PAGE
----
“There is a social crisis under way and I think it is different from the one our history books teach us to expect.” That was BBC Newsnight economics editor Paul Mason reporting from the Greek protests, which he called the “front line of the world’s financial system.” On Wednesday this front line was illuminated with stun grenades, street fires, and tear gas, as it continued to bear the consequences of the spiraling fiscal crisis detailed in Mason’s Meltdown: The End of the Age of Greed.
Within 24 hours of his reporting from Greece, Mason had posted three blog entries on the protests with recurring themes of what he was witnessing:
1. The erosion of government legitimacy:
The Greek state…is beginning to lose its grip slightly on the actual functions a state should do. It cannot decide its economic policy; it can’t convince its own people of any good intent; the rule of law is imposed hard here—with the impounding of yachts bought through tax evasion—only to break down somewhere else, as people begin to pledge non-payment of bills for the privatised utilities.
It is not anarchy here, but—to use another Hellenic word—neither is there catharsis.
2. The distrust of all pillars of the establishment:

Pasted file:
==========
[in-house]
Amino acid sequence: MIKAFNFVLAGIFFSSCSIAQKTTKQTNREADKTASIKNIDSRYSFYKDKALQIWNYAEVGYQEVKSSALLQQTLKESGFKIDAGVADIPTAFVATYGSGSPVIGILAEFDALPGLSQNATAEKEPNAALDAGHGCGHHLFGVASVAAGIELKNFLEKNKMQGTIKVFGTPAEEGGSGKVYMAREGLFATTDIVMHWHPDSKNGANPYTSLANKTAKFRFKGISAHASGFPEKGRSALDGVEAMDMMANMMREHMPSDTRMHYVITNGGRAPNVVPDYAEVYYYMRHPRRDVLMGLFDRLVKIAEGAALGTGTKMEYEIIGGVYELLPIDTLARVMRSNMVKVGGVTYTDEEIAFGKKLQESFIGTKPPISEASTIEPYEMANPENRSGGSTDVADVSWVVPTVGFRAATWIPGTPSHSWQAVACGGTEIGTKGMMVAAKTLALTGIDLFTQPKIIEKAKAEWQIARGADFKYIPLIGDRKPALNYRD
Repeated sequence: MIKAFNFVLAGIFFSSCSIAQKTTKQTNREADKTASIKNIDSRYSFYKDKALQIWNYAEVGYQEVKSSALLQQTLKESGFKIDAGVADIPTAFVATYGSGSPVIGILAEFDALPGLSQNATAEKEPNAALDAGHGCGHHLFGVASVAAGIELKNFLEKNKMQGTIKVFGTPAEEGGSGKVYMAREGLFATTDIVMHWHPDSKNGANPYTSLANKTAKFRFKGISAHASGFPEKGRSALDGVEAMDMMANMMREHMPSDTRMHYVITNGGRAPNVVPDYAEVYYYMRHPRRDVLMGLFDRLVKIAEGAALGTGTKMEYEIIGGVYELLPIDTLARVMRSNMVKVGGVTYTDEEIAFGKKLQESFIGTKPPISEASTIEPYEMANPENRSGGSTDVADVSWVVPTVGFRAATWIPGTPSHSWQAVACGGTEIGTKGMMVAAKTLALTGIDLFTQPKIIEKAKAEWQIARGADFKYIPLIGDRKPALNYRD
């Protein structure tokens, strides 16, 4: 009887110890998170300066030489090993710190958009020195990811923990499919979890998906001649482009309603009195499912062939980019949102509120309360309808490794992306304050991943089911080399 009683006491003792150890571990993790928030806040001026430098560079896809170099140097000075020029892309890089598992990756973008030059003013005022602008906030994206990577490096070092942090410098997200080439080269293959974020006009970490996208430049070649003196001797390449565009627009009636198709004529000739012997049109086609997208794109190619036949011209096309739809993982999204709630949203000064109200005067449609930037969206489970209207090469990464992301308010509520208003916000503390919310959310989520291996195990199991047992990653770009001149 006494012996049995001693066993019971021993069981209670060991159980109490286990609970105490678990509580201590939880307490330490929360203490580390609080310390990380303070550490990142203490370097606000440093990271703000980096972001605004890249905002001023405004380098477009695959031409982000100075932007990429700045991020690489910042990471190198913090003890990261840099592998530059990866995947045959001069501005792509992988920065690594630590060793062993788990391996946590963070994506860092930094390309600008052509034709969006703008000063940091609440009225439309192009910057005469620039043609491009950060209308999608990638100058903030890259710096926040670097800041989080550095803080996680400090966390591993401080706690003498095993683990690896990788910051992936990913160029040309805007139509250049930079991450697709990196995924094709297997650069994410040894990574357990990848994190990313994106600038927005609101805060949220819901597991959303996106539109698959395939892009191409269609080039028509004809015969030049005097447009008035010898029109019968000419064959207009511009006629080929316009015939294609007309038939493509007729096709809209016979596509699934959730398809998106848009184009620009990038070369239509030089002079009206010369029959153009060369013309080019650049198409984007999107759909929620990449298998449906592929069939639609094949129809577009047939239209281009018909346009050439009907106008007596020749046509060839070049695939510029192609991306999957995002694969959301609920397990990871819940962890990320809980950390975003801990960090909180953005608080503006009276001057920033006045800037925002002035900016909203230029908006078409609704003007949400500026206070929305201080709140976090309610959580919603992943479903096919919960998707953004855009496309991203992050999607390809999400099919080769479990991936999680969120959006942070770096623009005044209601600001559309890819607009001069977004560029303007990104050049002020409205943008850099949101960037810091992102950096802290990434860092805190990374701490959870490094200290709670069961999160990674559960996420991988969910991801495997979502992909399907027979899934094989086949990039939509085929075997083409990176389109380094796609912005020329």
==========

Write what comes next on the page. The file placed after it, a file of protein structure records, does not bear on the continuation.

It’s not a problem for me and my [press] colleagues to be hounded off demos as “representatives of big capital,” “Zionists,” “scum and police informers,” etc. But to get this reaction from almost every demographic—from balaclava kids to pensioners—should be a warning sign to the policymaking elite. The “mainstream”—whether it’s the media, politicians or business people—is beginning to seem illegitimate to large numbers of people.
3. And a level of popular agency that transcends “leftists”:
For all the leftist iconography plus the presence of that, by now familiar demographic, the Facebook youth—or “graduates with no future”—this thing has gone beyond left and right, it’s no longer even a class thing. As the crowd around me erupts with the chant, “Greece, Greece, Greece!” it’s clear that for many people it is the Hellenic republic versus the rest of the world.
Unfortunately for the rest of the world, it is failing to comprehend the full breadth of the protests. Mason noted that “the level of mismatch between perception and reality within the Eurozone is worrying. Because last year’s protests were mainly leftist; and the strikes mainly token, a pattern of thinking has emerged that dismisses all Greek protest as essentially this.”
Momentarily stepping away from the front line, Mason offered “Ten Points on the Euro Crisis” with possible options to address the crisis, only to conclude with an eleventh point—that the “myopia of the Eurozone elite” will fail to register all prior points.
Visit Paul Mason’s blog to read his ongoing posts from Greece.